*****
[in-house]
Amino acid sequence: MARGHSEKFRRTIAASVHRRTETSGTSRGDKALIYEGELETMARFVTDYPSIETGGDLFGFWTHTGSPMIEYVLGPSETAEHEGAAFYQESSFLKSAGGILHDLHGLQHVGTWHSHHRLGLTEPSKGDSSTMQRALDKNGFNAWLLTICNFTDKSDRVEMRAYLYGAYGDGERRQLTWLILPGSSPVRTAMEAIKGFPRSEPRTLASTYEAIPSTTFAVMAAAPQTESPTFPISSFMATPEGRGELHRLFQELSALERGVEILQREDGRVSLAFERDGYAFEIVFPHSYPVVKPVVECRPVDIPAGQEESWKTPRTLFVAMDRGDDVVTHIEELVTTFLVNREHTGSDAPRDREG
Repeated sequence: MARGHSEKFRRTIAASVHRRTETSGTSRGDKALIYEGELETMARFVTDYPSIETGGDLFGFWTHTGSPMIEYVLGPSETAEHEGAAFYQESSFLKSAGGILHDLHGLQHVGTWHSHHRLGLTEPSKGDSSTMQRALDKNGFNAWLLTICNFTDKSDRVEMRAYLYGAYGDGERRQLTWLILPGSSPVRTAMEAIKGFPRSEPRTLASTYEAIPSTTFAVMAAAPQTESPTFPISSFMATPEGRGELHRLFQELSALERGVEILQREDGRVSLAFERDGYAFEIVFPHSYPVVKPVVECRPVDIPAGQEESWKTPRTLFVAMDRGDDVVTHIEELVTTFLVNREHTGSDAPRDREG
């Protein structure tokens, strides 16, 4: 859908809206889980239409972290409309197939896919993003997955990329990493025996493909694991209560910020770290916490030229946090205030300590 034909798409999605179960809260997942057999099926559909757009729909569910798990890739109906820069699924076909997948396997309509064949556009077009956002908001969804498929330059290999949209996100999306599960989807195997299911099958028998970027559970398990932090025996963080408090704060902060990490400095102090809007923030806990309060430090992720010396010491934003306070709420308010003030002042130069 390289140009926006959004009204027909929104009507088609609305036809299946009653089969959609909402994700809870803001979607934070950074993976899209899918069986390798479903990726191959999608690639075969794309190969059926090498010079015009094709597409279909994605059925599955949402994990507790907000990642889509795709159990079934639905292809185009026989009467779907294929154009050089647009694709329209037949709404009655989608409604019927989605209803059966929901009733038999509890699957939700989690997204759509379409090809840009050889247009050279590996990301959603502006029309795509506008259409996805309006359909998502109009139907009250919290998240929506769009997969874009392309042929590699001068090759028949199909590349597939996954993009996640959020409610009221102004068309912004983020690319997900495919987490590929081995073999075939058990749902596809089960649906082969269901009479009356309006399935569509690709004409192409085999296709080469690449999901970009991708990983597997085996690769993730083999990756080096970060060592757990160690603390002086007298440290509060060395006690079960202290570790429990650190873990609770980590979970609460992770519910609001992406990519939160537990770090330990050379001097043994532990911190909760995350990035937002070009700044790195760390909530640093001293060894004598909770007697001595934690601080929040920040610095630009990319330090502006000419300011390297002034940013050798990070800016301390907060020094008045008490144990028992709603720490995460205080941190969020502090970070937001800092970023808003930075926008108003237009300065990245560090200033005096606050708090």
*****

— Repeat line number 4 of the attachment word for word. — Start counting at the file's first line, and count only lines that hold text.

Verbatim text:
């Protein structure tokens, strides 16, 4: 859908809206889980239409972290409309197939896919993003997955990329990493025996493909694991209560910020770290916490030229946090205030300590 034909798409999605179960809260997942057999099926559909757009729909569910798990890739109906820069699924076909997948396997309509064949556009077009956002908001969804498929330059290999949209996100999306599960989807195997299911099958028998970027559970398990932090025996963080408090704060902060990490400095102090809007923030806990309060430090992720010396010491934003306070709420308010003030002042130069 390289140009926006959004009204027909929104009507088609609305036809299946009653089969959609909402994700809870803001979607934070950074993976899209899918069986390798479903990726191959999608690639075969794309190969059926090498010079015009094709597409279909994605059925599955949402994990507790907000990642889509795709159990079934639905292809185009026989009467779907294929154009050089647009694709329209037949709404009655989608409604019927989605209803059966929901009733038999509890699957939700989690997204759509379409090809840009050889247009050279590996990301959603502006029309795509506008259409996805309006359909998502109009139907009250919290998240929506769009997969874009392309042929590699001068090759028949199909590349597939996954993009996640959020409610009221102004068309912004983020690319997900495919987490590929081995073999075939058990749902596809089960649906082969269901009479009356309006399935569509690709004409192409085999296709080469690449999901970009991708990983597997085996690769993730083999990756080096970060060592757990160690603390002086007298440290509060060395006690079960202290570790429990650190873990609770980590979970609460992770519910609001992406990519939160537990770090330990050379001097043994532990911190909760995350990035937002070009700044790195760390909530640093001293060894004598909770007697001595934690601080929040920040610095630009990319330090502006000419300011390297002034940013050798990070800016301390907060020094008045008490144990028992709603720490995460205080941190969020502090970070937001800092970023808003930075926008108003237009300065990245560090200033005096606050708090």